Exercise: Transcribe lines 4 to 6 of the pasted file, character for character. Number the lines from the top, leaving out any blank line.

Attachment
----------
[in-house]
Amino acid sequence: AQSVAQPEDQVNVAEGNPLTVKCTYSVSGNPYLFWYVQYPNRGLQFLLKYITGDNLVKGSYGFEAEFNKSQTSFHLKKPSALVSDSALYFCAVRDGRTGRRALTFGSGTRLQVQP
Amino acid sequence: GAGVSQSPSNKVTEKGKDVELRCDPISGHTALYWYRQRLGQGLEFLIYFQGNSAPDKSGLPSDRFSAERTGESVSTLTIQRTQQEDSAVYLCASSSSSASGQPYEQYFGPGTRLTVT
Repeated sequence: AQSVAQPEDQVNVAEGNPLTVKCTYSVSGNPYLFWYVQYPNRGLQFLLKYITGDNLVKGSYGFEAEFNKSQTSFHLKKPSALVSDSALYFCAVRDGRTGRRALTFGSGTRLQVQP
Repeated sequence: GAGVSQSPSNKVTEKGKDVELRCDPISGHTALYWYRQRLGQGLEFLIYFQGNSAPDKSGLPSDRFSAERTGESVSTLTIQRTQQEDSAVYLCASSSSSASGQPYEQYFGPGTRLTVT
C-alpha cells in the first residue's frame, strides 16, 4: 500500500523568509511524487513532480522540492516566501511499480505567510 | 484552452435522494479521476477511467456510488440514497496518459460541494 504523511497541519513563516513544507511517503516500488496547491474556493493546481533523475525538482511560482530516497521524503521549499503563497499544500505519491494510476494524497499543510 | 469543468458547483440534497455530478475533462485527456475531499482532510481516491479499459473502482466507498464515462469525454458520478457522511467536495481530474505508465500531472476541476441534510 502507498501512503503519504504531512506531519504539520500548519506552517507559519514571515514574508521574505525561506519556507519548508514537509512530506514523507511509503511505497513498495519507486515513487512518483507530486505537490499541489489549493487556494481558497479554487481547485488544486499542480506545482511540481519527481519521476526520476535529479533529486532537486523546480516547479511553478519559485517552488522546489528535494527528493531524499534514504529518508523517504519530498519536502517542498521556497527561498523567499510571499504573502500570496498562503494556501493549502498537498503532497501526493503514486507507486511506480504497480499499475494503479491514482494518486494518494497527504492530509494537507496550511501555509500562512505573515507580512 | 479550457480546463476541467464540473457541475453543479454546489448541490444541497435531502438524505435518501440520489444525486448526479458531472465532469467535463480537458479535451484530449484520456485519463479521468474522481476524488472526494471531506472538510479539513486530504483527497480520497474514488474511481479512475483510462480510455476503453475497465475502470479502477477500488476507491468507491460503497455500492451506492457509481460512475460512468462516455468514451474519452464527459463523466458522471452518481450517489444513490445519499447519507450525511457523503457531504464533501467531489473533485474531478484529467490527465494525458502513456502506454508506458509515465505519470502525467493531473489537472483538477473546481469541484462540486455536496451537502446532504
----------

Repeated sequence: AQSVAQPEDQVNVAEGNPLTVKCTYSVSGNPYLFWYVQYPNRGLQFLLKYITGDNLVKGSYGFEAEFNKSQTSFHLKKPSALVSDSALYFCAVRDGRTGRRALTFGSGTRLQVQP
Repeated sequence: GAGVSQSPSNKVTEKGKDVELRCDPISGHTALYWYRQRLGQGLEFLIYFQGNSAPDKSGLPSDRFSAERTGESVSTLTIQRTQQEDSAVYLCASSSSSASGQPYEQYFGPGTRLTVT
C-alpha cells in the first residue's frame, strides 16, 4: 500500500523568509511524487513532480522540492516566501511499480505567510 | 484552452435522494479521476477511467456510488440514497496518459460541494 504523511497541519513563516513544507511517503516500488496547491474556493493546481533523475525538482511560482530516497521524503521549499503563497499544500505519491494510476494524497499543510 | 469543468458547483440534497455530478475533462485527456475531499482532510481516491479499459473502482466507498464515462469525454458520478457522511467536495481530474505508465500531472476541476441534510 502507498501512503503519504504531512506531519504539520500548519506552517507559519514571515514574508521574505525561506519556507519548508514537509512530506514523507511509503511505497513498495519507486515513487512518483507530486505537490499541489489549493487556494481558497479554487481547485488544486499542480506545482511540481519527481519521476526520476535529479533529486532537486523546480516547479511553478519559485517552488522546489528535494527528493531524499534514504529518508523517504519530498519536502517542498521556497527561498523567499510571499504573502500570496498562503494556501493549502498537498503532497501526493503514486507507486511506480504497480499499475494503479491514482494518486494518494497527504492530509494537507496550511501555509500562512505573515507580512 | 479550457480546463476541467464540473457541475453543479454546489448541490444541497435531502438524505435518501440520489444525486448526479458531472465532469467535463480537458479535451484530449484520456485519463479521468474522481476524488472526494471531506472538510479539513486530504483527497480520497474514488474511481479512475483510462480510455476503453475497465475502470479502477477500488476507491468507491460503497455500492451506492457509481460512475460512468462516455468514451474519452464527459463523466458522471452518481450517489444513490445519499447519507450525511457523503457531504464533501467531489473533485474531478484529467490527465494525458502513456502506454508506458509515465505519470502525467493531473489537472483538477473546481469541484462540486455536496451537502446532504